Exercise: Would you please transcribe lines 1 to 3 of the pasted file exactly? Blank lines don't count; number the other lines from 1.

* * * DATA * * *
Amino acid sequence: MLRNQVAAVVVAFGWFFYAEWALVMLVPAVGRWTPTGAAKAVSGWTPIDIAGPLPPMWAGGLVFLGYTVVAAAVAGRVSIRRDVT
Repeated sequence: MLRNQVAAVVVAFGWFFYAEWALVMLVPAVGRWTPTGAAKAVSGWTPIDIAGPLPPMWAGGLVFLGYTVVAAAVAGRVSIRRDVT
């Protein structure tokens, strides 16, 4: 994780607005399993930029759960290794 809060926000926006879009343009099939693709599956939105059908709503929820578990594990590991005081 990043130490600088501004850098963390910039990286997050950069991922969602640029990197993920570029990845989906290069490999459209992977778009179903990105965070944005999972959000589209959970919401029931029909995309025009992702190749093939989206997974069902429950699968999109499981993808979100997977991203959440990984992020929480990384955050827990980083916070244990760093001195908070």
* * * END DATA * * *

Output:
Amino acid sequence: MLRNQVAAVVVAFGWFFYAEWALVMLVPAVGRWTPTGAAKAVSGWTPIDIAGPLPPMWAGGLVFLGYTVVAAAVAGRVSIRRDVT
Repeated sequence: MLRNQVAAVVVAFGWFFYAEWALVMLVPAVGRWTPTGAAKAVSGWTPIDIAGPLPPMWAGGLVFLGYTVVAAAVAGRVSIRRDVT
């Protein structure tokens, strides 16, 4: 994780607005399993930029759960290794 809060926000926006879009343009099939693709599956939105059908709503929820578990594990590991005081 990043130490600088501004850098963390910039990286997050950069991922969602640029990197993920570029990845989906290069490999459209992977778009179903990105965070944005999972959000589209959970919401029931029909995309025009992702190749093939989206997974069902429950699968999109499981993808979100997977991203959440990984992020929480990384955050827990980083916070244990760093001195908070």